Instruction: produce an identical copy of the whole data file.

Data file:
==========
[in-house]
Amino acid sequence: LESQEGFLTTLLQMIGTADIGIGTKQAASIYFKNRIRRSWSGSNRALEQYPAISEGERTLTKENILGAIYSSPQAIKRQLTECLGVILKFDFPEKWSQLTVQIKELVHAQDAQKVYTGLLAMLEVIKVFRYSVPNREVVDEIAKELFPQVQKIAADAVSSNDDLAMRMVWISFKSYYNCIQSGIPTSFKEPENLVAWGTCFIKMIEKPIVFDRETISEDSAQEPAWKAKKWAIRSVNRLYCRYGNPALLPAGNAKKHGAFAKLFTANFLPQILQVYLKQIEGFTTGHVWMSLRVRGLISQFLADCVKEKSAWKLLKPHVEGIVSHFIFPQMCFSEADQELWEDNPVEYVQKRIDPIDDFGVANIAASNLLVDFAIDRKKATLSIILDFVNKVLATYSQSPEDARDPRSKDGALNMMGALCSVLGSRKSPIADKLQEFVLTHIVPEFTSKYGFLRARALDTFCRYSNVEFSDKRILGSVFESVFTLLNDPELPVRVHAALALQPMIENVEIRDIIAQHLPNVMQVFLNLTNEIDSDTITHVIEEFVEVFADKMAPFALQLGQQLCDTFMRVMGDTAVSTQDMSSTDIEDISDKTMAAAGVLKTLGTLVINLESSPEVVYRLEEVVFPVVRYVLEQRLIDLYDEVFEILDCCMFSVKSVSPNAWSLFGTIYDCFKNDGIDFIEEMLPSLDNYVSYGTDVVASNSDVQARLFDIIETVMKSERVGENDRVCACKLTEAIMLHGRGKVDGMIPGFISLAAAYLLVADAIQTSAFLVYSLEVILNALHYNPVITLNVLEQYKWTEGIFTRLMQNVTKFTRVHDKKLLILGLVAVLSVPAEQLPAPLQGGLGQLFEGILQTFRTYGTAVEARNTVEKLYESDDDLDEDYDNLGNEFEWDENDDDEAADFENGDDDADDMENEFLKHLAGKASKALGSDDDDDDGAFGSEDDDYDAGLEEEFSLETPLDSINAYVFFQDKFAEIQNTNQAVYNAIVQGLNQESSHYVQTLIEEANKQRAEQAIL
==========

[in-house]
Amino acid sequence: LESQEGFLTTLLQMIGTADIGIGTKQAASIYFKNRIRRSWSGSNRALEQYPAISEGERTLTKENILGAIYSSPQAIKRQLTECLGVILKFDFPEKWSQLTVQIKELVHAQDAQKVYTGLLAMLEVIKVFRYSVPNREVVDEIAKELFPQVQKIAADAVSSNDDLAMRMVWISFKSYYNCIQSGIPTSFKEPENLVAWGTCFIKMIEKPIVFDRETISEDSAQEPAWKAKKWAIRSVNRLYCRYGNPALLPAGNAKKHGAFAKLFTANFLPQILQVYLKQIEGFTTGHVWMSLRVRGLISQFLADCVKEKSAWKLLKPHVEGIVSHFIFPQMCFSEADQELWEDNPVEYVQKRIDPIDDFGVANIAASNLLVDFAIDRKKATLSIILDFVNKVLATYSQSPEDARDPRSKDGALNMMGALCSVLGSRKSPIADKLQEFVLTHIVPEFTSKYGFLRARALDTFCRYSNVEFSDKRILGSVFESVFTLLNDPELPVRVHAALALQPMIENVEIRDIIAQHLPNVMQVFLNLTNEIDSDTITHVIEEFVEVFADKMAPFALQLGQQLCDTFMRVMGDTAVSTQDMSSTDIEDISDKTMAAAGVLKTLGTLVINLESSPEVVYRLEEVVFPVVRYVLEQRLIDLYDEVFEILDCCMFSVKSVSPNAWSLFGTIYDCFKNDGIDFIEEMLPSLDNYVSYGTDVVASNSDVQARLFDIIETVMKSERVGENDRVCACKLTEAIMLHGRGKVDGMIPGFISLAAAYLLVADAIQTSAFLVYSLEVILNALHYNPVITLNVLEQYKWTEGIFTRLMQNVTKFTRVHDKKLLILGLVAVLSVPAEQLPAPLQGGLGQLFEGILQTFRTYGTAVEARNTVEKLYESDDDLDEDYDNLGNEFEWDENDDDEAADFENGDDDADDMENEFLKHLAGKASKALGSDDDDDDGAFGSEDDDYDAGLEEEFSLETPLDSINAYVFFQDKFAEIQNTNQAVYNAIVQGLNQESSHYVQTLIEEANKQRAEQAIL